This week I watched Philip Seymour Hoffman in his final completed film. Now there’s a sentence I hated saying. You probably know that Hoffman died about six months ago from a heroin overdose. A recovering addict who was clean for 23 years before his fatal relapse, his death robbed us of one of our finest actors.
A Most Wanted Man is more evidence, as if we needed it, of his amazing talent. It’s a spy film, adapted by Andrew Bovell from a novel by John Le Carré, and directed by Anton Corbijn. Hoffman plays Gunther Bachmann, the head of a small, under-the-radar anti-terror unit in Hamburg, formed (we are told) because the chief of the 9/11 hijackers had slipped through there without detection, leaving a stain on the reputation of German intelligence. As the film opens, the unit has discovered the entry into the city of an undocumented Chechen refugee with a troubling past named Issa Karpov, and played by Grigoriy Dobrygin. What is he up to? After some digging around, they find that he is seeking to meet with a high level international banker played by Willem Dafoe. Into the mix is thrown Rachel McAdams as an idealistic lawyer trying to help Issa get legal sanctuary. Meanwhile, the higher-ups in German intelligence are becoming interested too, along with the Americans, in particular an operative played by Robin Wright.
If you’re familiar with the novels of John Le Carré, you’ll know that A Most Wanted Man isn’t about guns or car chases or explosions. His stories are cerebral cat-and-mouse games where you’re never sure who to trust, and where the moral landscape is hazy and filled with traps and pitfalls. Corbijn’s direction is rigorous—towards the end I was actually on the edge of my seat with suspense in a sequence involving nothing more extraordinary than the signing of a document. But the element that pulls the film together is, of course, Hoffman. With his perpetually hunched shoulders, going methodically about his business while chain smoking, Gunther is a man who guards his secrets closely. Hoffman absorbs himself into this character, depicting this bundle of contained fury with a mastery that makes all the macho hero stuff you usually get in suspense films look as phony and contrived as a cartoon. He’s the classic Le Carré spy, too experienced to believe in ideals, but still trying against the odds to work something out in his corner of the world. The movie also plays against the conventional stereotype of the Muslim as terrorist—there’s a grim, rueful humor in the way our illusions get punctured here.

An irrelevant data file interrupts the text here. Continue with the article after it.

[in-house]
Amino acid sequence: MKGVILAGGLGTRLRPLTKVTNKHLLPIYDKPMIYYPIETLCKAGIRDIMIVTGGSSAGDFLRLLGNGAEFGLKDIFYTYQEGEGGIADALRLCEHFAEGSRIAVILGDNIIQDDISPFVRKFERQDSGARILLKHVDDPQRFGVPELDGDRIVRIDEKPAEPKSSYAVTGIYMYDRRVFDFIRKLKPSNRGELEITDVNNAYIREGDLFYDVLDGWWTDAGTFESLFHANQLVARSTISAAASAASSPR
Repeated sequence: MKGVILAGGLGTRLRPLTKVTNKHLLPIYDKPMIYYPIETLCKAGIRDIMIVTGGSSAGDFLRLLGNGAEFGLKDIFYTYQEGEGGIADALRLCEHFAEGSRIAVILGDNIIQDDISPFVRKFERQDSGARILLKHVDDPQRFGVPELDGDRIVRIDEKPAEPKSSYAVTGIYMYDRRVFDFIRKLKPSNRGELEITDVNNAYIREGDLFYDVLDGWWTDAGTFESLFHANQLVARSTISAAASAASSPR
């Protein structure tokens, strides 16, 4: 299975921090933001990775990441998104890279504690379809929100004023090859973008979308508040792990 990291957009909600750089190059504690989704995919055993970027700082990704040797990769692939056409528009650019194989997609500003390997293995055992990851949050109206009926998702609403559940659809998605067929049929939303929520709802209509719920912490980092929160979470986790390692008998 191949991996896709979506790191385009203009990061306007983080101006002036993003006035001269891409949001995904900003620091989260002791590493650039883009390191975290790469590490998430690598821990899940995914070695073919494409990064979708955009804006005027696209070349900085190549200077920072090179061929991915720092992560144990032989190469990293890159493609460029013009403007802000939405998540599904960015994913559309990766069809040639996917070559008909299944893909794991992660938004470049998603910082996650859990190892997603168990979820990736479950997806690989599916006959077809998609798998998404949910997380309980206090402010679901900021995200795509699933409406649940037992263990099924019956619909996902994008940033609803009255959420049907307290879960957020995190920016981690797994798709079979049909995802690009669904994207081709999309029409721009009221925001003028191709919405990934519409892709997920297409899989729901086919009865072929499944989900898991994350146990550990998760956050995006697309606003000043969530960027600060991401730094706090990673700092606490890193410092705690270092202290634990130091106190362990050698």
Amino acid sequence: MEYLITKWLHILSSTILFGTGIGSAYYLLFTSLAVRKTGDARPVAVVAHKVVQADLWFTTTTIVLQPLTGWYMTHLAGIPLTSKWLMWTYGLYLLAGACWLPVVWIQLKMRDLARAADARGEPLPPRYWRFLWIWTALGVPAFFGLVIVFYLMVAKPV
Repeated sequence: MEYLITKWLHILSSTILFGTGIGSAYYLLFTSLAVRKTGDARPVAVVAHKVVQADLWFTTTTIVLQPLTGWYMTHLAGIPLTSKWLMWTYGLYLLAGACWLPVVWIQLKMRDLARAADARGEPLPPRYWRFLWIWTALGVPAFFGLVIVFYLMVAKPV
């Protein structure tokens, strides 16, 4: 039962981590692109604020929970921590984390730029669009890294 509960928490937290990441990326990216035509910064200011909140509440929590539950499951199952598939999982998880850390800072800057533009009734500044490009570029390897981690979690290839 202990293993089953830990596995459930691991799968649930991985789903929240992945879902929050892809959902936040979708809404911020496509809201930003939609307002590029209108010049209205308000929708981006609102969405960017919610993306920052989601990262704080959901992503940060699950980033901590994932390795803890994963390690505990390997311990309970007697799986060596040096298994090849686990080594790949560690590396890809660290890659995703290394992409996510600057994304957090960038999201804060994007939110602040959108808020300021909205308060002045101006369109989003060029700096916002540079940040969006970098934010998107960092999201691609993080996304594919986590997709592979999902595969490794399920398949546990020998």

Ultimately the sadness of the main character in A Most Wanted Man was reflected in my own sadness for our loss of the actor playing him. Go to see the film for Philip Seymour Hoffman—you won’t see his like again.